Office Etiquette – 10 Tips for Professional Behavior in a Work Setting
Today’s blog is a bit unconventional compared to our typical content, yet it’s so important! We’ve all been on the receiving end of poor etiquette at the office. From office gossip to emails that rival novels, poor methods can misconstrue intent and frustrate coworkers. So, today I’d like to share ten simple tips for upping your office etiquette:
1. Pay attention to the interests of coworkers – Show a genuine interest by listening to understand, not just to hear. Learning more about those you spend the majority of your time with is crucial because it helps you foster relationships and establish bonds that make your team stronger.
2. Share credit for good work – If you have worked on a project with others, give credit where it’s due. Making a point to highlight the successes of others builds appreciation and trust. Whether a quick verbal “kudos” at your next team meeting or Skype/Teams shout-out, complimenting a job well done is always a positive thing.
3. Offer a helping hand – When you observe a teammate struggling with a project, client, or deadline, extend a lifeline by offering to help. Even if their issue is outside of your typical scope of work, you might find that you can help them navigate through a solution. And if not, you lend a listening ear that they might need to help them sort things out.
4. Stay home if you’re sick – This one seems self-explanatory, but when we have a plethora of tasks to accomplish and deadlines to meet, we tend to convince ourselves we’re “not really sick”. After what we’ve all experienced during the pandemic, it’s more important than ever to recognize when we need to stay home due to illness. The good news is that with technology, many employees can work from home until well again!
5. Avoid gossip – This tip is straightforward in theory, but it can be hard to recognize. When we hear the word gossip, we often envision teenage bullies blatantly talking negatively about others. In an office setting, this can manifest through conversations about your coworkers’ personal lives, unsuccessful business transactions, or disappointed clients. No matter what the negative topic of conversation might be, avoid it like the plague! Try to see the positive in everyone and think about how you’d like to be treated. If involved in a conversation that turns to gossip, try to redirect. If that’s not possible, excuse yourself! You will be better for it every single time.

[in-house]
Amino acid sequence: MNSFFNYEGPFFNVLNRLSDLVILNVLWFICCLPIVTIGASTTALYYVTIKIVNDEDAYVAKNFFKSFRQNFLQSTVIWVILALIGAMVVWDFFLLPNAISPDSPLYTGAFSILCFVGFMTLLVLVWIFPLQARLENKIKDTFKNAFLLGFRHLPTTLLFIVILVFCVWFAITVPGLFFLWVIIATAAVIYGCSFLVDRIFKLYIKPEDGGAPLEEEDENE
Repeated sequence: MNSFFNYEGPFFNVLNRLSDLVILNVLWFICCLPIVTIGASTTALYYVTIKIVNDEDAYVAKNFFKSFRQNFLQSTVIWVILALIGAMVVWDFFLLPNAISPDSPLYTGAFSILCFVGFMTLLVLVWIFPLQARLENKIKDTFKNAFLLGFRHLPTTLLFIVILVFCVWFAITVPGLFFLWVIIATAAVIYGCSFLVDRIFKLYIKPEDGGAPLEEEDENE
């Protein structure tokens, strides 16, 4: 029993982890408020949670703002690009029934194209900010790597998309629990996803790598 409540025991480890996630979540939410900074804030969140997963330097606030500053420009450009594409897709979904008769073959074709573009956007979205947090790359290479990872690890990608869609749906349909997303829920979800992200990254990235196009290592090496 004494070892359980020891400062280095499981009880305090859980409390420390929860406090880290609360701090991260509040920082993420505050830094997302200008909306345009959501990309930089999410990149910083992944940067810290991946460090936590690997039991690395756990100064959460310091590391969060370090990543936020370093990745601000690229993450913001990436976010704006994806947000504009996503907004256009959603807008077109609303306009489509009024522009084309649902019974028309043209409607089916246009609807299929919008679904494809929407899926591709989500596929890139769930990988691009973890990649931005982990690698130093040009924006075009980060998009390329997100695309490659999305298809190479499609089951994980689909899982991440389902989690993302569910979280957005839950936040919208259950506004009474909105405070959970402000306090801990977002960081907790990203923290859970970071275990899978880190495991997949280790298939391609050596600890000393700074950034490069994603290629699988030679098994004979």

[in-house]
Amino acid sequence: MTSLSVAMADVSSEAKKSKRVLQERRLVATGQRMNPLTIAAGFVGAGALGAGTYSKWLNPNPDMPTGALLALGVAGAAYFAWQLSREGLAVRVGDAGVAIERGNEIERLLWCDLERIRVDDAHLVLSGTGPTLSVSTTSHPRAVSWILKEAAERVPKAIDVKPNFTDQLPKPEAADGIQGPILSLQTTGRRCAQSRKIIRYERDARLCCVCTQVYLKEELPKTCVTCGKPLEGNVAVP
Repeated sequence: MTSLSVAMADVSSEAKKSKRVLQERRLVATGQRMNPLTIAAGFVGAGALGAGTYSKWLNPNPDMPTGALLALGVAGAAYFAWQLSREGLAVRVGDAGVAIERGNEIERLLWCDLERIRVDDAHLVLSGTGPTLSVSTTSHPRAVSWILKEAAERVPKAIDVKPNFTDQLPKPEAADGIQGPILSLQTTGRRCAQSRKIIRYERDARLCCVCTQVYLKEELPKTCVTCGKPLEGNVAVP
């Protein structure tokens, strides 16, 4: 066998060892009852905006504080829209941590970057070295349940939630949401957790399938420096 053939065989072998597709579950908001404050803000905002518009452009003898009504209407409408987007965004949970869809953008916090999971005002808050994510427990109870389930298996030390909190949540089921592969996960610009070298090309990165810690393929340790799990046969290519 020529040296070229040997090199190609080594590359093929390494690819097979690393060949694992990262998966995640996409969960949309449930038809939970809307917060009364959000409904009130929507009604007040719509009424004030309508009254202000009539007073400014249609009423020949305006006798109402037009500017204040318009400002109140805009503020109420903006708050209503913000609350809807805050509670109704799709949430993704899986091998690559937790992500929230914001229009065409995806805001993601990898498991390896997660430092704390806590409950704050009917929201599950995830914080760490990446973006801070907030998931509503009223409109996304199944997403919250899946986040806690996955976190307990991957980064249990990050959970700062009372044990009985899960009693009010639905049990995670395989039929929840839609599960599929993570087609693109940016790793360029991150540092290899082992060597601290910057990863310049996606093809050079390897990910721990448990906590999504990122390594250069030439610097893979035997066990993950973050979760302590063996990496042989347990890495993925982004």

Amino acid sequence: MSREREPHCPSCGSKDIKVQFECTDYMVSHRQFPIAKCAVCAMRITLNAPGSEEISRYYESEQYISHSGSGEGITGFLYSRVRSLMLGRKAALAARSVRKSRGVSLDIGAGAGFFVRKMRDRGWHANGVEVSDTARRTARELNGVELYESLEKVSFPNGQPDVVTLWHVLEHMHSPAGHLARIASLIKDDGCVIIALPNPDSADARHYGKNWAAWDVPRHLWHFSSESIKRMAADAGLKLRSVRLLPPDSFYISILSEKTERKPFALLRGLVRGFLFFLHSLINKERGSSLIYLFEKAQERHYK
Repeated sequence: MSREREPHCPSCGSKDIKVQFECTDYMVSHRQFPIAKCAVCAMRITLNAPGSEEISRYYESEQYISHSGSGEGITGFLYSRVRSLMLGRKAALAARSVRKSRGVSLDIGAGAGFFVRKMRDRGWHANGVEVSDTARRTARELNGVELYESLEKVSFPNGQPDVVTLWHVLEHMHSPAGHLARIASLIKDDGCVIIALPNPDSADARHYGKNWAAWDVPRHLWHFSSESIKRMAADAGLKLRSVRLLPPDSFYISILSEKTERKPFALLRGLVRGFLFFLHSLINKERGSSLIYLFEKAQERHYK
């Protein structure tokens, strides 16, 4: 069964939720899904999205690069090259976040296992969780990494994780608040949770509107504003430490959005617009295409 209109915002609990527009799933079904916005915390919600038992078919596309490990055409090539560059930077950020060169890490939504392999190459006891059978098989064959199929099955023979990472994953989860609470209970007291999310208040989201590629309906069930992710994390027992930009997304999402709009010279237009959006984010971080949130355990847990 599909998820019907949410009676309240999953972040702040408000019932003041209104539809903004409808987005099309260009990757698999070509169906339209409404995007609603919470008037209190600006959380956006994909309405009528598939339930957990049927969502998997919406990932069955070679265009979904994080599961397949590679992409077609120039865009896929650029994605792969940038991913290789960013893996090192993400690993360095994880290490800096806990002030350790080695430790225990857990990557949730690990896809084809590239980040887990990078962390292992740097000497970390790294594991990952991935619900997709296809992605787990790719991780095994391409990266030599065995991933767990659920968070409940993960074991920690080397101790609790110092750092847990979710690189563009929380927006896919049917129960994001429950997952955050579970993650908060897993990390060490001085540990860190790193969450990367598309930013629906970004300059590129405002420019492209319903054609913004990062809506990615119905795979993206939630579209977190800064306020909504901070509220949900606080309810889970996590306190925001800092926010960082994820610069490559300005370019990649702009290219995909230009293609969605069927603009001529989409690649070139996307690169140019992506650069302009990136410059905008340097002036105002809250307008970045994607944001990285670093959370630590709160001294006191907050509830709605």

6. Practice Attentiveness – Whether in meetings or individual conversations, being present in the moment is important for a number of reasons. It allows you to understand and retain more information, build connections with the speaker, and more. You can demonstrate attentiveness and alertness by nodding, responding to questions thoughtfully, and minimizing distractions.
7. Be a good communicator – Keep your teammates informed by communicating with them regularly and providing updates at the appropriate times. When collaborating on projects, it can be easy to forget the small details. Did that client email you back? Have you forwarded that email to the appropriate parties? Did your guest speaker confirm the meeting date and time? Have you sent out that calendar invite? The key here is not making an assumption that the team knows what you know.
8. Practice Email Etiquette – Email is one of the most frequent methods of communication in a business setting. Simple ways to make sure your emails are polite include: confirming that you have received emails, only using “reply all” when necessary, waiting a few hours before sending a response when you have been triggered emotionally, keeping your emails short and to the point, and making sure your subject line is clear.
9. Proofread – No matter what you’re working on, check, check, and double-check for spelling, grammar, and typos. If it’s an important email or a communication that is client-facing, it can also be helpful to have a coworker review the material to have an extra set of eyes on it. A small error can make a big impact on how someone perceives your message.
10. Focus on the positive – We all have positive and negative experiences, views, and characteristics. Seeing only the negative in a situation leads to feelings of resentment, confusion, and discord. Focusing on the positive elements of coworkers, projects, and your role can completely shift your mindset and perspective. As we coach in our FLP Team Series, your brain believes everything you tell it. Make sure you focus on solutions and the positive as much as possible.
Practicing these ten tips can help ensure that your coworkers’ perceptions of you are professional and positive. While you’re more than likely already practicing many of these, it’s always a great review. We encourage you to try to be extra intentional over the next few weeks and adopt these intentional behaviors. You will find that your perceptions, relationships, and mood can be greatly impacted.
All the best,